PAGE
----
Sociolinguistics in Japanese Contexts

By Tetsuya Kunihiro; Fumio Inoue et al. | Go to book overview

3. A 24 hour survey of the language life of the Japanese

0. Introductory notes by the editors

This paper deals with the “24 hour survey of linguistic behavior” first carried out in the early 1950s. Theoretical considerations are attempted within the framework of social anthropology and social psychology. The paper discusses technical problems, and actual results are not shown. In Chapter 11 only the important results are summarized. Readers wishing to know concrete numerical results of this kind of investigation should refer to the official reports written in Japanese (Kokuritsu Kokugo Kenkyûjo 1951).

Technical developments since the time the research was carried out have been enormous. A wire recorder was used initially and the next year replaced by a tape recorder. Use of tape recorders is commonplace now and video-recorders are being used widely in several fields of sociolinguistic research, but this sort of thorough 24 hour investigation is rarely attempted. This kind of study was surely beneficial to the development of discourse analysis studies carried out later (by Fujio Minami) in Matsue city.


1. The language life of the Japanese and the 24 hour survey

How many words are used by the Japanese in daily life? What kind of words are frequently used? How much time is spent reading newspapers and writing letters? These questions have never been answered. There are various methods to obtain scientific data about the actual state of language life in order to resolve various problems encountered. The 24 hour survey is the most complete and, in a sense, the most primitive method.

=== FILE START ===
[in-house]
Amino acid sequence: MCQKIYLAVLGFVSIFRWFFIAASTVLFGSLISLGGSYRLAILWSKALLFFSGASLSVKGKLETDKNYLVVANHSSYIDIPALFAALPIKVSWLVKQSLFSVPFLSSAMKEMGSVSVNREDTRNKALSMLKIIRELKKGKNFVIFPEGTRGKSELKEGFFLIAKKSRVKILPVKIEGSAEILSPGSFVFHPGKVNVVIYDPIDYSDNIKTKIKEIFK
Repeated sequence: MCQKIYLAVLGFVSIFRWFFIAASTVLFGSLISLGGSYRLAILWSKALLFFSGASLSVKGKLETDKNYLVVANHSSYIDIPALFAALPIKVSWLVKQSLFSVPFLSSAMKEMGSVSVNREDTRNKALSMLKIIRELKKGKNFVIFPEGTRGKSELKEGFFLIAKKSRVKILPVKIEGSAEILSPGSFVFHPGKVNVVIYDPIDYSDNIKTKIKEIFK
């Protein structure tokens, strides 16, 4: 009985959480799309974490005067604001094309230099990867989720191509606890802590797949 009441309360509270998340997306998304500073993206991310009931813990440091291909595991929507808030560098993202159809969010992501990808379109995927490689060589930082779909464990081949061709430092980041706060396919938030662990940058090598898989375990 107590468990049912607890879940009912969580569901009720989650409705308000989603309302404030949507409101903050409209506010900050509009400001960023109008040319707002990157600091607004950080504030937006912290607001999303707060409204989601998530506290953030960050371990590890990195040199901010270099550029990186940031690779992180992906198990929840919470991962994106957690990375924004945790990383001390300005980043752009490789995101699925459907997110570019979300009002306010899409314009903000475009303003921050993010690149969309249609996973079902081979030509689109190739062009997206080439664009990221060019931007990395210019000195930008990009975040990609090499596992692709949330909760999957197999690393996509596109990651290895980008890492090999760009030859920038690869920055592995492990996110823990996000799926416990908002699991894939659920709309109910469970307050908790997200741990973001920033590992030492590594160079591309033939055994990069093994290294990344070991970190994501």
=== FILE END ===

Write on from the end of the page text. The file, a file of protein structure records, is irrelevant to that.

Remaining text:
The 24 hour survey is a method for recording continuously a segment of language usage from beginning to end, just as it occurs, for a specific person for a whole day. Such a survey is not implausible and with nobody having tried it before, many scholars have shown a keen interest. This kind of total and continuous observational method is used in the ecological investigation of life forms, when the object does not exhibit systematic changes. When there are systematic changes, intermittent observations are sufficient, for example in the study of the flowering process of a morning-glory or the growth of a tadpole to a frog. No systematic changes in the language life over 24 hours have been recognized yet, so continuous recording must be used. These methods are referred to as “longitudinal methods” by social anthropologists and social psychologists in the USA, but even there, a continuous and all-embracing survey such as ours has not yet been carried out.

Generally there are two kinds of surveys. One is the “test method” which observes the reaction to a given stimulus. For instance, by showing an informant the picture of a radish and asking him what it is, the investigators can check whether his answer is pronounced [daikoN] or [de:koN]. The other

-65-

Notes for this page

Add a new note
If you are trying to select text to create highlights or citations, remember that you must now click or tap on the first word, and then click or tap on the last word.
One moment ...